Mayor Andrew Judd has struck out at the Government and lambasted political leaders for giving Taranaki roads only the crumbs left over from funding budgets.
Speaking out against the Government's draft policy statement on land transport, Judd said he was sick and tired of Taranaki getting a bad deal.
The latest transport policy offered nothing more to the region than before, and it was not good enough, he said.
Taranaki's roads needed to be upgraded because it had industries like oil and gas and dairy that relied on good roading and made a significant contribution to the country. "The Government can't keep using Taranaki's roads as a political football," Judd said.
But MP Jonathan Young refuted the idea of the region's funding being on a crumb only diet, and said the Government was making significant upgrades to Taranaki's roads.
Late last month Prime Minister John Key announced a roading policy package worth $212 million which would be implemented should National be re-elected following September's election.
Funded through asset sales, the package included between $10-15m for the Normanby overpass upgrade and up to $25m for work to be completed at Mt Messenger and the Awakino Gorge.
But Judd said regional roads should be funded from existing policies and Taranaki leaders shouldn't have to beg on bended knee and then wait for assets to be sold so they could get funding.
Money was constantly poured into Auckland and roads of national significance and that money needed to be more evenly distributed, he said.
"It's like it comes to election time and they think ‘oh let's feed the Naki some crumbs'. Well that's not good enough and it's not a sustainable plan.
"It's really good that work around here is starting, and don't get me wrong, we'll take it, and I don't want to knock a gift horse in the mouth, but we need a funding model that is sustainable."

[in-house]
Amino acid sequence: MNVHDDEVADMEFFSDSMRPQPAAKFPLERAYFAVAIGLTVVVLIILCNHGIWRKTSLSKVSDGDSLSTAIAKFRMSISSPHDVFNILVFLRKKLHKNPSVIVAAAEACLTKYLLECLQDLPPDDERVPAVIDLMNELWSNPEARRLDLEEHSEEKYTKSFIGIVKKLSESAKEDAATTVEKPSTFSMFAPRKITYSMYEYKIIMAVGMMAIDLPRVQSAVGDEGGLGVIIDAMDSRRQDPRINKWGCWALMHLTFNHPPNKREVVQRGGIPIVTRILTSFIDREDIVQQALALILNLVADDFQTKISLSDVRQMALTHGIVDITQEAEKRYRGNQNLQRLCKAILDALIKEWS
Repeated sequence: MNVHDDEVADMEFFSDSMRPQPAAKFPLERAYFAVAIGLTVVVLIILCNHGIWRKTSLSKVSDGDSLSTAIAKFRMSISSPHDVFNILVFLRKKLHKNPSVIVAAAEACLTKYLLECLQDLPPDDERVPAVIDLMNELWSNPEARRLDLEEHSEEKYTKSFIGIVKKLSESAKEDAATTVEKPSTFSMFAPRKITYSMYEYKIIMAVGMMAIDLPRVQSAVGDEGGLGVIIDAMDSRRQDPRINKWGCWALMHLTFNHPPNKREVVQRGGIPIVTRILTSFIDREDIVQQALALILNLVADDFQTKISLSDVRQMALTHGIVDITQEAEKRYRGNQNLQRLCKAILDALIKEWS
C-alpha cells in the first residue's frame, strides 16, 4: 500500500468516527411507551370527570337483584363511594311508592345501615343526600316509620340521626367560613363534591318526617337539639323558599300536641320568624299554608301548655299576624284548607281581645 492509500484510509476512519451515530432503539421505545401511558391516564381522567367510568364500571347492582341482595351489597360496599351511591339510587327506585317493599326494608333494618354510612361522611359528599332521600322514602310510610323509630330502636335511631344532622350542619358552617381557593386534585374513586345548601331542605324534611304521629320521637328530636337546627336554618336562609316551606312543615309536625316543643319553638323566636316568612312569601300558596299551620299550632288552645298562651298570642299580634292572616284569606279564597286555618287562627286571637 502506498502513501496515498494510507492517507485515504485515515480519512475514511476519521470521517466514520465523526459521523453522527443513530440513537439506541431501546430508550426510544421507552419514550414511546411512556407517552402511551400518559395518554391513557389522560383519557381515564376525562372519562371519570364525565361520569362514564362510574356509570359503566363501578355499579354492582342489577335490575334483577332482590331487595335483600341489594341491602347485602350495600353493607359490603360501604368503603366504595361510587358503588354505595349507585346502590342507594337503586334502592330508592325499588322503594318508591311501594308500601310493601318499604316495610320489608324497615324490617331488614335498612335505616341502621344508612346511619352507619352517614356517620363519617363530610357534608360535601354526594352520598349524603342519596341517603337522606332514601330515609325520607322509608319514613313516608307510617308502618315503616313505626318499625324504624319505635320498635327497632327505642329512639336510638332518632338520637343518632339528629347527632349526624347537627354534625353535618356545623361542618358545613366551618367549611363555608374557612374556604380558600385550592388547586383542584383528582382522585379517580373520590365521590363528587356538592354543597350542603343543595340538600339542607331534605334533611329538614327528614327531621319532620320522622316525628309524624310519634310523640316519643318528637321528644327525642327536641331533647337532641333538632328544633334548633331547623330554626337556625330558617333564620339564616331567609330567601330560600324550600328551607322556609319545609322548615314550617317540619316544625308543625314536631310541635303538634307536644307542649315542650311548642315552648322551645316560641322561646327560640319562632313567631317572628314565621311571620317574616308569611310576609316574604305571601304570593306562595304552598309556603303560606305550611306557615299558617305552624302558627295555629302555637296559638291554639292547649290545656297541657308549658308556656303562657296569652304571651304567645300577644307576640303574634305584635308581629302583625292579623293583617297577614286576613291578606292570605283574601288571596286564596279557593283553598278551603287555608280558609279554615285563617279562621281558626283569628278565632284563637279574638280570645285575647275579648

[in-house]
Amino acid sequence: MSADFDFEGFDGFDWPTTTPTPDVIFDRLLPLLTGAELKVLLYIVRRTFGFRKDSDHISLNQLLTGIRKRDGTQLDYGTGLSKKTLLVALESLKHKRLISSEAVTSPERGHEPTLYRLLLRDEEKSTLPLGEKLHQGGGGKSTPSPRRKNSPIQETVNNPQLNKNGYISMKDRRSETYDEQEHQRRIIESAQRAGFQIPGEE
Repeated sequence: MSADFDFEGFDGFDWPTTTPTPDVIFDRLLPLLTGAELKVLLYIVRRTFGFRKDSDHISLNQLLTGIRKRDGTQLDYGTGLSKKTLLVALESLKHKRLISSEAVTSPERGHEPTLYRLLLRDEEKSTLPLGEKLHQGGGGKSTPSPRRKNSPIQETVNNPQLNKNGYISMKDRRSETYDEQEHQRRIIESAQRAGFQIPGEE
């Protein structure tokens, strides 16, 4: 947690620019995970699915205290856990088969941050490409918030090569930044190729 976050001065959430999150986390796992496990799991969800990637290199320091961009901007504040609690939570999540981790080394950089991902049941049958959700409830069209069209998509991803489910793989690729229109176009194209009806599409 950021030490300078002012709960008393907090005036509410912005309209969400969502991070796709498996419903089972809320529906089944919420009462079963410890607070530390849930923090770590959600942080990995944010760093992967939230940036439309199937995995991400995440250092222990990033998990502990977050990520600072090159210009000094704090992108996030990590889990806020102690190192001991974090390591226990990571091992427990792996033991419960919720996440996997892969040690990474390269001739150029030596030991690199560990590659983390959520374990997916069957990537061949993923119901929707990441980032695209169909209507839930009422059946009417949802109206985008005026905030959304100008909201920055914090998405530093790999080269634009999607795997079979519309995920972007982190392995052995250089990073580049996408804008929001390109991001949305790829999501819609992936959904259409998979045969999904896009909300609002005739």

However, Young said the Government had been listening to the concerns of Taranaki's leaders and that was why projects like the the Vickers to City, the Normanby overbridge and the Mt Messenger and the Awakino Gorge were being funded.
"The roads of national significance carry the bulk of the volume across our country and we needed to unclog those arteries," he said.
"But as we complete these roads we are starting to focus on regional ones. Taranaki is benefiting from this."
He said the Government was looking to invest over $1 billion on regional roading and an annual $90m contestable fund would also be set up.
"We have 2.4 per cent of the population and we would be receiving at least that back in funding."
Judd said the Government needed to stop focusing on population and recognise Taranaki's major contribution to the economy as the key driver for funding allocation.
The New Plymouth District Council is making a submission on the government's draft policy on land transport and will be discussing it at tomorrow night's policy committee meeting.
- Taranaki Daily News
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